Leo Gryner, chief operating officer of the Rio organizing committee, told The Associated Press in an interview he expects the capital budget — a mix of public and private money aimed at building supporting infrastructure for the Olympics — could be 35 percent above the $11.6 billion listed in the original bid.

He said the growth was partly due to inflation and the value of the Brazilian currency. In addition, the original bid did not include a $4 billion extension of Rio's subway system, he said.

Gryner said the Summer Games budget was expected to grow from $2.8 billion to as much as $4 billion. This is the budget to run the games themselves, money coming from sponsors, ticket sales and merchandising.

On Friday, Gryner said $700 million in public money may be needed to balance the operating budget. He said any shortfall comes from inflation, Brazil's slowing economy and the ability to sell local sponsorship — a key source of revenue.

"Right now as our budget stands we need this $700 million," he said.

Both the capital and operating budgets are expected to be announced later with year, with early estimates typically growing as the games approach.

Aware of FIFA's image problem, Gryner promised "no white elephants" for the Rio games. He said about 50 percent of the venues were older structures being remodeled, and the other half was split evenly between temporary structures and new, permanent structures.

Just days after the Confederations Cup ended, IOC President Jacques Rogge said the Olympics would have a role in spurring long-term infrastructure for Rio. The pope did his bit to help, blessing the Olympic and Paralympic flags with holy water — as well as visiting slums in a move that accented the disparity between the country's rich and poor.

"We'll have to explain very clearly to all the public that the investments made for the Olympic Games (are) going to give a sustainable legacy for generations to come," Rogge said. "That is the message that we are sending and we'll be making very clearly in the future."

The games open Aug. 5, 2016 — followed by the Paralympic Games — and will be spread across four vast swaths of this beachfront city, which is cut up by green hills and spectacular soaring rock faces. Slicing through the natural beauty are narrow roads, a dozen tunnels and poor city planning.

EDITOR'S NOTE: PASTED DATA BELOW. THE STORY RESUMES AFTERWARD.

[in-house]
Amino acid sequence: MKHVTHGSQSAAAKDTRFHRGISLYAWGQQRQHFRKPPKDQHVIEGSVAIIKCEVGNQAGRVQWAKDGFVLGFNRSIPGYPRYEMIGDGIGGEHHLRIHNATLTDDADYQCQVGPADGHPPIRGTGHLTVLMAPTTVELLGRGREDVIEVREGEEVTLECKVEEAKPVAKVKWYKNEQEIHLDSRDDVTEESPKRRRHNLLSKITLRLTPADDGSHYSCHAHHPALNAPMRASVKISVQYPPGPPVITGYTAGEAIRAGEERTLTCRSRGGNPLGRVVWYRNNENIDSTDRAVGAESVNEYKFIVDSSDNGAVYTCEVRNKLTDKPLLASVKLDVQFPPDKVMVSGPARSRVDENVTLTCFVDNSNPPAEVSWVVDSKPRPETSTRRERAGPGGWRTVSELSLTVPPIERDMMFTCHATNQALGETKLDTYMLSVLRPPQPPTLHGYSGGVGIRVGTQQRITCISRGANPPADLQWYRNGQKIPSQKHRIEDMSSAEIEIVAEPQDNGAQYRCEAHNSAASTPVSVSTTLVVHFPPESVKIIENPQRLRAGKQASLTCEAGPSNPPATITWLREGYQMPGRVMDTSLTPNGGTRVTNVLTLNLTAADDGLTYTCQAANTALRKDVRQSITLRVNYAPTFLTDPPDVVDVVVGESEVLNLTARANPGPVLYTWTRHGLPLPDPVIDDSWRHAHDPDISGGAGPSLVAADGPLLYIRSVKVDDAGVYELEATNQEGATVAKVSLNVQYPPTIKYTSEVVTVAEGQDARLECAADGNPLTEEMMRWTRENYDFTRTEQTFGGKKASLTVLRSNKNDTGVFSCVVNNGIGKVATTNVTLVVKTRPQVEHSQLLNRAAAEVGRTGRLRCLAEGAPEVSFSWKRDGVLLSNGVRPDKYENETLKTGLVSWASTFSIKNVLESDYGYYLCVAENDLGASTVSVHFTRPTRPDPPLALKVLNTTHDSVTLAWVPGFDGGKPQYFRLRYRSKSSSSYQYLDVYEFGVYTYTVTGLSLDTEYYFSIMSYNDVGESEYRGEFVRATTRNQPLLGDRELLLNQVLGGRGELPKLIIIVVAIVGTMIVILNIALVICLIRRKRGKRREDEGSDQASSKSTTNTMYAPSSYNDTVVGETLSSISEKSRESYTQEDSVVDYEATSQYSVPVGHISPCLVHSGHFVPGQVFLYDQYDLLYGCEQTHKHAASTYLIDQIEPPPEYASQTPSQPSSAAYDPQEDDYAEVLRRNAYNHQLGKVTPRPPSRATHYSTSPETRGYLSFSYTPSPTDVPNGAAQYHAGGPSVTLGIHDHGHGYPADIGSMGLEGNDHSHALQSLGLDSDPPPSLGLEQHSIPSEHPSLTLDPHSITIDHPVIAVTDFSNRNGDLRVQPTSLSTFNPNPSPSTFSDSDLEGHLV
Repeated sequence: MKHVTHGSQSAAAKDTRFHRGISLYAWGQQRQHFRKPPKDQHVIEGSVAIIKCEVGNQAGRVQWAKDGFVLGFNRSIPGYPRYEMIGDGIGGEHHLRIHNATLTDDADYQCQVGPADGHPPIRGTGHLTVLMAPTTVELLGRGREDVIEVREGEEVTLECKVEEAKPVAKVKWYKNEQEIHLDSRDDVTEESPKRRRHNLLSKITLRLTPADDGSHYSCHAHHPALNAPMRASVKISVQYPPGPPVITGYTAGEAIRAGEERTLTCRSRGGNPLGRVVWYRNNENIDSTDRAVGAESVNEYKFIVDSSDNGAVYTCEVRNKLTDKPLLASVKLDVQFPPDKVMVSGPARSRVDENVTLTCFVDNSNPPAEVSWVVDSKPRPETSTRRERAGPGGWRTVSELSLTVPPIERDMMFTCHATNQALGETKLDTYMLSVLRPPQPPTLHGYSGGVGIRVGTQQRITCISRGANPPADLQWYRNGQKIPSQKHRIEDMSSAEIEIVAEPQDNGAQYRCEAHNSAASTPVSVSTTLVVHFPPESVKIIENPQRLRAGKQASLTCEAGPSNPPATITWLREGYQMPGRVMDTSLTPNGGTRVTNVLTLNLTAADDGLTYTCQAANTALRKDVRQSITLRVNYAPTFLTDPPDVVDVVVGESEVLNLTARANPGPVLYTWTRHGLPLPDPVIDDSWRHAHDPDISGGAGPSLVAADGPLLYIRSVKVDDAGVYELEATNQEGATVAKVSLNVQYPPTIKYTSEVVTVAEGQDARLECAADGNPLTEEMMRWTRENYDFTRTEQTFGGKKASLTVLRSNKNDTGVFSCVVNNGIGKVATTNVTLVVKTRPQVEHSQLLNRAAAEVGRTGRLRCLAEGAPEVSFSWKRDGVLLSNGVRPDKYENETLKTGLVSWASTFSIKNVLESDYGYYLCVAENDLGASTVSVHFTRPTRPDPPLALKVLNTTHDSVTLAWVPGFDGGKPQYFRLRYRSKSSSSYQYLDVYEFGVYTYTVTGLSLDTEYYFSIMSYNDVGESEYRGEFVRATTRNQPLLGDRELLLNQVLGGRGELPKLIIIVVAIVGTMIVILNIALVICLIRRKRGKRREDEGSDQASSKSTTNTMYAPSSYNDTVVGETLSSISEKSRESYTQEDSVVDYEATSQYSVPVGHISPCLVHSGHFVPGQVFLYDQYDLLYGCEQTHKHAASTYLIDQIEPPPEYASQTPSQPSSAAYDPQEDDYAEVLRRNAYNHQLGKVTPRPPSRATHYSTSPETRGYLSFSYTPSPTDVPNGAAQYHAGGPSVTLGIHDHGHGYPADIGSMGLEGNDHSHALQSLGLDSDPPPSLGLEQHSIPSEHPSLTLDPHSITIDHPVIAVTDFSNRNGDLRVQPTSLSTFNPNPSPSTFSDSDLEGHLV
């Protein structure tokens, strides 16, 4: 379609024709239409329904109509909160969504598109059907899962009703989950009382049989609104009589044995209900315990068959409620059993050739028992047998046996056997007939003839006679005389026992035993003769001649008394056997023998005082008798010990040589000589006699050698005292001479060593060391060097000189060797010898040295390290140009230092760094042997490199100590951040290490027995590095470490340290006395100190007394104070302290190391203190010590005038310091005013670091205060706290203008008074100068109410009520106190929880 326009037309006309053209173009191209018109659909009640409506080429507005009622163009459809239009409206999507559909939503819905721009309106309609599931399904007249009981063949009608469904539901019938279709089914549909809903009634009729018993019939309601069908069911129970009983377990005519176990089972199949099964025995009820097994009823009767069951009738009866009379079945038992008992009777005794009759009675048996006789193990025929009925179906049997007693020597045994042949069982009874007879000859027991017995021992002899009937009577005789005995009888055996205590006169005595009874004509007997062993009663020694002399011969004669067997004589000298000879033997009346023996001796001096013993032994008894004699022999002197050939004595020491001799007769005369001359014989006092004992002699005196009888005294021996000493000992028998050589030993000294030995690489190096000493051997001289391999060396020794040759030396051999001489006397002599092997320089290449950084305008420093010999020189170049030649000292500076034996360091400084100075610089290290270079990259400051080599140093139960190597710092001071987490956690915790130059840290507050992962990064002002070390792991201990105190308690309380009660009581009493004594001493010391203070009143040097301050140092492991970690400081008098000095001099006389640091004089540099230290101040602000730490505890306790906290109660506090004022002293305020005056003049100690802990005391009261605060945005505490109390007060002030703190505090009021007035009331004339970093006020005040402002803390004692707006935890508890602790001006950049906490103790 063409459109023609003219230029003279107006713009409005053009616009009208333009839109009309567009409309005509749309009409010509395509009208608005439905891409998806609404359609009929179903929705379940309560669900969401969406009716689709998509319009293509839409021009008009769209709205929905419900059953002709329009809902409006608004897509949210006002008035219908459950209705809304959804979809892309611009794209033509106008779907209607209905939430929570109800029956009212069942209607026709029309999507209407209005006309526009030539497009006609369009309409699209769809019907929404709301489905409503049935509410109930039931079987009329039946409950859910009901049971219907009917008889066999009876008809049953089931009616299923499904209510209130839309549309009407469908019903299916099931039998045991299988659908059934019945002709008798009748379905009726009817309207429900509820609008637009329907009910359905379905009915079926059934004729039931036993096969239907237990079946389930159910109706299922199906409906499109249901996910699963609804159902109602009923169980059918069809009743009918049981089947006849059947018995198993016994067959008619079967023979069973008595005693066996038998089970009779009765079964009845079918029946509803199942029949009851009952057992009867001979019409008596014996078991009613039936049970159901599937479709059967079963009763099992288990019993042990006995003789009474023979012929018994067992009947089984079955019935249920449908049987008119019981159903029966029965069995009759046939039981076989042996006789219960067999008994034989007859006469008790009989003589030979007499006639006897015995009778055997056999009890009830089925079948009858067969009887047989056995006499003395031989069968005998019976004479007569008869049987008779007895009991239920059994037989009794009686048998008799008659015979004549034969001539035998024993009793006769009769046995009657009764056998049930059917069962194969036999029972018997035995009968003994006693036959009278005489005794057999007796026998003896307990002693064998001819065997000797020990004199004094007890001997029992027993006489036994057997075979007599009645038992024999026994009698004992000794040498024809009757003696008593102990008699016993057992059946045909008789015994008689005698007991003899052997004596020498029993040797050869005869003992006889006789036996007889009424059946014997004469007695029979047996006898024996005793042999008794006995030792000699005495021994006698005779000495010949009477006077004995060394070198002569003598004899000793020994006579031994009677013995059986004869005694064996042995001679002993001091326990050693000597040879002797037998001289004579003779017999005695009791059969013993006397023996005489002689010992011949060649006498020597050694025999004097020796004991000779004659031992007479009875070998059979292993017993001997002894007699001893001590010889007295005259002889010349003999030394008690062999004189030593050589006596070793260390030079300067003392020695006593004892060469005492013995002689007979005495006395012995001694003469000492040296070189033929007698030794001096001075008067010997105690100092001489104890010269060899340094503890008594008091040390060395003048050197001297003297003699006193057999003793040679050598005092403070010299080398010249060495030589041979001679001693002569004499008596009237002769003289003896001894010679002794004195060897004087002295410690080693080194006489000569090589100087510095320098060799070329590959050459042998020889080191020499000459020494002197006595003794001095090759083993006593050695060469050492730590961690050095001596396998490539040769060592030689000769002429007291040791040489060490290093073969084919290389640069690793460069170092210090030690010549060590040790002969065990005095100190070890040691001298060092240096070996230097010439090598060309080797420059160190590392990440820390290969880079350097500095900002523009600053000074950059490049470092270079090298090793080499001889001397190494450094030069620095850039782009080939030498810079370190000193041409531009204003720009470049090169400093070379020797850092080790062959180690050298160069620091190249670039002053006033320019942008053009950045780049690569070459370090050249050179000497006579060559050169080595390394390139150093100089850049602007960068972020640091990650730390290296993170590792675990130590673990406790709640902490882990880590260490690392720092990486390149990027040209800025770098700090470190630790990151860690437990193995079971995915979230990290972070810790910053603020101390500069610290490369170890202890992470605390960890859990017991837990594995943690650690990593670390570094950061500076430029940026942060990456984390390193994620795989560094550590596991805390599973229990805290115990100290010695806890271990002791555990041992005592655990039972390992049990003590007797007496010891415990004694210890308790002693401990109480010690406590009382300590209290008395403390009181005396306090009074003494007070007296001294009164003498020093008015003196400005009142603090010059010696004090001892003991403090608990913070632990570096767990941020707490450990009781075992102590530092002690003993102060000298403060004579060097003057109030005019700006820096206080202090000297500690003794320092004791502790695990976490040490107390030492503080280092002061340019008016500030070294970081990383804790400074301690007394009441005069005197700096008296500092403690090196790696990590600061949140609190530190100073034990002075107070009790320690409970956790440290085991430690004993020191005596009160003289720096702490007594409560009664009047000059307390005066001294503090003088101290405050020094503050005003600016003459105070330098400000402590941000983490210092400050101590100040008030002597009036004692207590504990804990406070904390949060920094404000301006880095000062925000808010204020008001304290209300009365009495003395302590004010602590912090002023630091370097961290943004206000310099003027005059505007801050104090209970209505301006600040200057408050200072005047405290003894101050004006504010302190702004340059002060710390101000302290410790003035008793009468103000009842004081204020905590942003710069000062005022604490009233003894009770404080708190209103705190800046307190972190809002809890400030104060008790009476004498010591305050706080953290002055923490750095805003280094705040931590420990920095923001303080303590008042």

The core of the games will be in the Barra area, located in the south and miles (kilometers) away from the city's famous Ipanema and Copacabana beaches. The other areas will include the Deodoro Olympic Park in the north, Rio's Maracana stadium near the city center, and fourth core in the Copacabana area.

Soccer will be played in Rio, Sao Paulo, Brasilia, Belo Horizonte and Salvador.

Rio organizers hope to use the games to upgrade some of the city's transportation infrastructure. The three biggest projects are: a 16-kilometer (9-mile) extension of the city's subway system into the Barra area; adding four high-speed bus lanes; and, renovating a decaying port.

IOC officials have been concerned about the pace of preparations, but the situation has not reached the extent of the problems for the 2004 Olympics in Athens, which led then IOC President Juan Antonio Samaranch to issue his "yellow card" warning to Greek organizers.

Gryner acknowledged organizers got a "six to eighth month" late start on building.

"Things that happened last year produced this perception," he said. "One thing was the delay in the start of the golf course. ... Now we are on track and moving on. Up until last year, when the infrastructure work started, people were having the feeling that we are not moving."

He said the goal was to have venues ready by the end of 2015.

Local organizers have had to fend off criticism they are running behind in landing local sponsors. Missing those targets could force the government to step in and make up the shortfall.

"With three years to go we are well positioned and are fully confident of fulfilling our revenue plans," local organizers said in a statement.

IOC presidential candidate Richard Carrion, a member of the coordination commission for Rio, has hinted things must move quicker. So has former Olympic gold-medal swimmer Alex Popov, also a member of the commission.

"There are games that are better prepared and games that give us a little more trouble," Carrion said. "It's something we will have to be on top of. I know the president (Rogge) has also made them aware. We've seen these type of situations in the past. It requires constant monitoring."

The IOC coordinating commission visits Rio on Sept. 1-2, and Gryner says he'll have good news.

"We have the exact starting date for every venue, and finishing dates for every venue," he said. "We can say exactly where we are. ... I think Popov will be very happy when he leaves here."

Gryner said Brazilians support both mega-events, but question where the money is going in a country with high taxes, a slumping economy and poor schools and hospitals.

These contrasts were the focus of street battles during the Confederations Cup when police and soldiers used tear gas, shock grenades and rubber bullets to break up almost daily demonstrations. Tear gas wafted through the Maracana stadium during the tournament final between Spain and Brazil, with police just a few hundred yards (meters) away to keep protesters from circling the stadium. There were no deaths in this protest, though several fatalities were reported in earlier demonstrations.

Protests have accompanied major athletic events before and on a key point, sports economists generally agree with the demonstrators: monster events like the Olympics and World Cup do little in the short term to boost tourism or the economy. With good planning, they may help long-term infrastructure.